Previous times I've visited the prisoners were roaming about the jail but this time the atmosphere was different - the gang members were unusually quiet and controlled. The air smelt musty and heavy from so many people being crammed in together and tired faces watched our every move.

I’ve been covering the gangs for many years and one of the things that always strikes me is how young the gang members are - an older member of the gang might be in his early-twenties. For some it’s almost a miracle if they make it to their thirties."

. Lesbos, Greece. Reuters/Elias Marcou
A migrant carries her belongings following a fire at the Moria camp for refugees and migrants on the island of Lesbos, Greece.

Elias Marcou: “The morning after a fire broke out at Moria refugee camp on Lesbos island in the olive grove next to it, helicopters were dropping water to extinguish scattered fires, while people were returning to assess the extent of the damage and recover what they could.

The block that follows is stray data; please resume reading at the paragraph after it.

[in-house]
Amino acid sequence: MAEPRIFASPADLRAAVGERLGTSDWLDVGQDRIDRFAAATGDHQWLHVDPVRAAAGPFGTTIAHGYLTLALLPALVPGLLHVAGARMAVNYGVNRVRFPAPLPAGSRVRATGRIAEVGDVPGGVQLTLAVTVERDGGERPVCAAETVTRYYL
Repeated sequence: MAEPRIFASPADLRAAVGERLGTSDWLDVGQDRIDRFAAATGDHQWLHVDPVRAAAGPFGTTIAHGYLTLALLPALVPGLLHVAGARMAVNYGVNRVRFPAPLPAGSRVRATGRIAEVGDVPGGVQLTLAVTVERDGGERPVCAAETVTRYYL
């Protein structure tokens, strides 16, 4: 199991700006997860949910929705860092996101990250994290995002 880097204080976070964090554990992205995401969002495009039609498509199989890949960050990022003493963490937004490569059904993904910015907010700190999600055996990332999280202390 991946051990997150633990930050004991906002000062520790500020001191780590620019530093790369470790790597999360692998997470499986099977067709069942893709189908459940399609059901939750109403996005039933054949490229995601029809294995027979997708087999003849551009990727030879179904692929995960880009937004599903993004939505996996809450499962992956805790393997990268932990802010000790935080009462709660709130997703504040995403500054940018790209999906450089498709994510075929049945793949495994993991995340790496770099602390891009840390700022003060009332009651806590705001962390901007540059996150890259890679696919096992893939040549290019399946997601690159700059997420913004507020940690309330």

At the time, approximately 13,000 people were living at the camp, making it the most populated in Europe.

The night before, the police had blocked the road a few hundred metres from the camp to prevent refugees from walking to the nearest city of Mytilene, while the camp was ablaze, and people were desperately trying to get away from the flames, carrying with them any personal belongings they could gather in the darkness. Exploding cooking gas canisters gave an intensity to the night chaos.

In the grey morning, I watched as a woman carrying some blankets turned back for a moment as if to take a last look at the remnants of the life she was once more moving on from. This thought moved me deeply as I captured this image.”

. Kyiv, Ukraine. Reuters/Gleb Garanich